Chronic Dieting: The Hail Mary Pass
August 12, 2013
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Internet Inspiration – August 16, 2013
August 16, 2013

Book Club – Tiny Beautiful Things

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I first read about this book via Rachel Turiel of 6512 and Growing. She very aptly described this book as “a gift to humanity,” and I have been unable to describe it better. It is a compilation of entries from Dear Sugar, an advice column that used to be offered by The Rumpus, an online literary magazine. Sugar is Cheryl Strayed, who has now gained fame and a bestselling book in the form of Wild: From Lost to Found on the Pacific Trail.

The point of this book is to navigate life with loving kindness, dignity, strength, and integrity, and Cheryl Strayed cuts right to the true, underlying questions from all her readers. She is an archetype of the coach and woman I aspire to be, and I highly recommend reading this book and keeping it around. I’m happy to lend you my copy if you don’t mind highlighting and annotation, but I’d better get it back.

Here are some excerpts that stuck with me:

Part One: It Was Always Only Us

“They live on Planet Earth. You live on Planet My Baby Died.”

“All those people in the wonderful [It Gets Better] videos? Each and every one of those people rose at a moment in their lives… and at that moment they chose to tell the truth about themselves instead of staying “safe” inside the lie. They realized that, in fact, the lie wasn’t safe. That it threatened their existence more profoundly than the truth did.”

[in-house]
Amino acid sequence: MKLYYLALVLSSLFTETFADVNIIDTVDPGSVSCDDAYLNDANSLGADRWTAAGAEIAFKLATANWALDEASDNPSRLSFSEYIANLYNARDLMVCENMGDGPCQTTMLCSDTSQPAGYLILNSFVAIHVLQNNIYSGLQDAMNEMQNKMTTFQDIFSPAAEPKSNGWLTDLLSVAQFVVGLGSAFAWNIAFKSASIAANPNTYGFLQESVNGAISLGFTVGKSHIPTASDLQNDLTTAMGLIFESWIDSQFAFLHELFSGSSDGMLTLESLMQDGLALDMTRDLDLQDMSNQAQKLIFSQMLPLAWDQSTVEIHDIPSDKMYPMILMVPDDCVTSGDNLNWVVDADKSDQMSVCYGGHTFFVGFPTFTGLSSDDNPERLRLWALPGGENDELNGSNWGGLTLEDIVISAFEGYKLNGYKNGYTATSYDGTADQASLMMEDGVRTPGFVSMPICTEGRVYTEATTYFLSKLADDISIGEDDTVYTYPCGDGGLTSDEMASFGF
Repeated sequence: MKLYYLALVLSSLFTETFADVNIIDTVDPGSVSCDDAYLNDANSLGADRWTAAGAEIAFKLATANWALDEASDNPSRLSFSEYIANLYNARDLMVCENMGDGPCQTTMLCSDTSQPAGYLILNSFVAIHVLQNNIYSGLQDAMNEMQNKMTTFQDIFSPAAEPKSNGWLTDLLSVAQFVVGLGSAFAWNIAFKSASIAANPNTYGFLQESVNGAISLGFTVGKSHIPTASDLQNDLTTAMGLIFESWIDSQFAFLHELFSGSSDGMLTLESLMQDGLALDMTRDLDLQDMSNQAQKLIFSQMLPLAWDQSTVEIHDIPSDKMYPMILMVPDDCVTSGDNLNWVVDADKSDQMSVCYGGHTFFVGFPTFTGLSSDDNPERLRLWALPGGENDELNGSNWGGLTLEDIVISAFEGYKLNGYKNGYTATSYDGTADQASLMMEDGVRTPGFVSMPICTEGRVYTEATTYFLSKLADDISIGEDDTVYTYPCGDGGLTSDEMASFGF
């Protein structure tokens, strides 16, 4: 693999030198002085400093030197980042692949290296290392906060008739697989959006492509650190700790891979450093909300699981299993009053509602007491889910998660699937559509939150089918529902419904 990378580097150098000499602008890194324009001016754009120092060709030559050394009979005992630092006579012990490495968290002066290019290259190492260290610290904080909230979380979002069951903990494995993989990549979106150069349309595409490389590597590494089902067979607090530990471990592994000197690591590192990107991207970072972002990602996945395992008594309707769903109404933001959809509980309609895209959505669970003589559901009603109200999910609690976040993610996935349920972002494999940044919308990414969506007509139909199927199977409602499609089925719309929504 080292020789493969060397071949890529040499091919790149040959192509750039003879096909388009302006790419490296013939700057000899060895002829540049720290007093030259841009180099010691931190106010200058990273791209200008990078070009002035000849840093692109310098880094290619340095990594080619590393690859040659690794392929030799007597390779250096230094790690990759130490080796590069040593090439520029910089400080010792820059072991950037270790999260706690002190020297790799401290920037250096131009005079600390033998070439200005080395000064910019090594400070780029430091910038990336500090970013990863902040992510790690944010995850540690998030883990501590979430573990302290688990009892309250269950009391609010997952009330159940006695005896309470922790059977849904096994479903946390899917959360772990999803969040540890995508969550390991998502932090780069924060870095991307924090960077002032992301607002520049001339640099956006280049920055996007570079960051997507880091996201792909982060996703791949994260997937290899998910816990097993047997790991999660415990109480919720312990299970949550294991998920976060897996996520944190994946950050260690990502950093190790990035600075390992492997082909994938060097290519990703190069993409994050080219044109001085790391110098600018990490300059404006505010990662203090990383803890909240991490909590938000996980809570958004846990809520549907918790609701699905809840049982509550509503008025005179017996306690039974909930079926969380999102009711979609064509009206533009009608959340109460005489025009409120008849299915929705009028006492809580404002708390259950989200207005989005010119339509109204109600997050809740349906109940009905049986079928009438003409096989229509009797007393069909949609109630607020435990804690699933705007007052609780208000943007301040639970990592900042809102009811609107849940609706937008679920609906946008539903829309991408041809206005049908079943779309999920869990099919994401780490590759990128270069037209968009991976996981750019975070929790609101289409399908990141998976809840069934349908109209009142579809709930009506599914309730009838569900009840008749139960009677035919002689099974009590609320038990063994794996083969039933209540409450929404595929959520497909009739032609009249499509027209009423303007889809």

“Our kids deserve that, don’t they? To be loved shimmeringly? Yes, they do. So let’s get to it…. That’s the gift you have to give to your child….: to love with a mindfully clear sense of purpose, even when it feels outrageous to do so.”

“Transformation often demands that we separate our emotional responses from our rational minds.”

“Your hurt feelings are lingering in part because you so quickly attempted to brush them aside.”

Part Two: Whatever Mysterious Starlight that Guided You This Far

“It feels lame because we like to think we can solve things. It feels insufficient because there is nothing we can actually do to change what’s horribly true. But compassion isn’t about solutions. It’s about giving all the love that you’ve got.”

“Your impulse to swoop in and set these lovebirds straight tells me that you’re  overestimating your power and influence, and you’re also disrespecting Jill’s right to romantic self-determination – which she absolutely has, no matter how maddening her decisions may be to you.”

“Because no matter how experimental he is, his life isn’t an experiment.”

“Acceptance has everything to do with simplicity, with sitting in the ordinary place, with bearing witness to the plain facts of our life, with not just starting at the essential, but ending up there…. Acceptance asks only that you embrace what is true.”

“Your disappointment is justified; your paralysis understandable; your conundrum real.”

“… who we become is born of who we most primitively are; that we both know and cannot possibly know what it is we’ve yet to make manifest in our lives.”

“You don’t have to get a job that makes others feel comfortable about what they perceive as your success.”

“And then there is a deep longing to feel legitimate in the world, to feel that others hold us in regard.”

“Yet here I am because there I was….”

“To do as you are doing in asking If there were a God, why would he let my little girl have to have possibly life-threatening surgery? – understandable as that question is – creates a false hierarchy of the blessed and the damned. To use our individual good or bad luck as a litmus test to determine whether or not God exists constructs an illogical dichotomy that reduces our capacity for true compassion. It implies a pious quid pro quo that defies history, reality, ethics, and reason. It fails to acknowledge that the other half of rising – the very half that makes rising necessary – is having first been nailed to the cross.”

Part Three: Carry the Water Yourself

“Be a warrior for love.”

“It’s not Will I ever find someone who will love me romantically?… but rather Am I capable of letting someone do so?

“Because what you’ve got left after the fools have departed are the old souls and the true hearts. Those are the über-cool sparkle rocket mind-blowers we’re after. Those are the people worthy of your love.”